Frankie looks away; with all the speeches and propaganda, it'll be a good thirty minutes before the killing is done, and the hard-wired little vidscreen can't be turned off until the spectacle ends. He can see the crowd baying for bloodshed, their mouths open in silent black Os -- and all he wants is to get far from the stench of this rancid shithole planet. More specifically, away from its State; the planet itself is a jewel of groves and thick grasses, blooming gardens and open water. None of it is enough to entice Frankie to go back down there, to walk again in the shaded forests, the leaf-filtered light between the trees. Down there, in overgrown clearings and fields long gone to seed, he saw for himself the sunken outlines of cottages, some burnt to the ground, some ripped down timber by brick. Side roads and cart paths lead nowhere, place names are erased from the maps. Human and vampire alike, this regime killed, still does kill, and innocence or guilt has never mattered.
If he told these things to any fellow Traders, they'd laugh at him and ask why the hell he's still here, then. Why, if he's miserable and business is lousy and the cops keep wanting to look at his teeth? When he could've been halfway across the galaxy by now? And he couldn't tell them the truth, that he's caught like a fish in a gill-net, held fast by something he can't see or even properly name. Suffocating but unable to move, because ... well, he won't know the because, the thing he's waiting for, until it happens.
It'll happen, though, and soon.
He squints at the vidscreen again; the chair legs thump decisively as he sits upright and reaches for the scarf he keeps handy for just these occasions. Those condemned by the State may not be allowed a hood or blindfold, but Frankie Magellan is still very much alive, and the feather-light mourning cowl from Santangel Host serves his purposes well enough. With a well-practiced flick of the wrist, he sends the bit of aged black silk floating through the air, settling over the vidscreen like the wings of a moth.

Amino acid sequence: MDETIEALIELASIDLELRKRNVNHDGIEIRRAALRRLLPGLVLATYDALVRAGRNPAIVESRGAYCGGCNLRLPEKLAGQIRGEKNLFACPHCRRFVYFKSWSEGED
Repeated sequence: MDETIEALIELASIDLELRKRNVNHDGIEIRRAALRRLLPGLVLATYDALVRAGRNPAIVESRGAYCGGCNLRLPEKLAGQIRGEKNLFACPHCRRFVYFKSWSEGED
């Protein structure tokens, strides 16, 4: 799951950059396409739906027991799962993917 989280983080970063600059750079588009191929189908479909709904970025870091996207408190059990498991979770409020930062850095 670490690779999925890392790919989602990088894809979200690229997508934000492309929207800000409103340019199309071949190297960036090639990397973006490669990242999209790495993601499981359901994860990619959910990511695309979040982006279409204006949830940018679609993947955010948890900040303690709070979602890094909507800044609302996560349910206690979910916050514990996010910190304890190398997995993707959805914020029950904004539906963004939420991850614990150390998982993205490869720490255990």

Having put the circus out of sight, he turns his attention to the boxes beneath the display case, taking out a small item that reminds him he's free. He could be anywhere at all, he has an escape route, and he's staying here by choice for just a few more days.
When he finally stands up, his knees pop and the blue sateen breeches billow out in rippling waves. He slips his ticket out into one of the cargo pockets, where its weight -- the weight of a sleeping chikkidee or a tiny harrowhawk -- nestles against his leg. He won't use it, but it's there if he needs it.
The man who calls himself Frankie Magellan looks around one more time. From underneath the edges of the black silk mourning cowl, rays of brightness dance across the counter as the execution proceeds. He picks up his own hat, which is also black -- a crumpled half-dome of stiff fabric, called a f'dora, like the pants, back in style. He'll get away for a few hours, go to the Last Light Pub on the outer ring of the station. It's the closest thing to beauty in this place -- the rotation carries everything on that side through the waning sun of the station's day, and the golden light comes in through its scratched and dusty old Novaglas panels.
He can talk there, while he sips some of the local moonglow, picking up rumors like the detective he is. Hints and allegations, silent confessions, information to buy and sell, and maybe, if he's lucky, something to set him on the hunting trail again. Just as soon as it happens -- whatever it is he's waiting for -- and he can get off this station for good.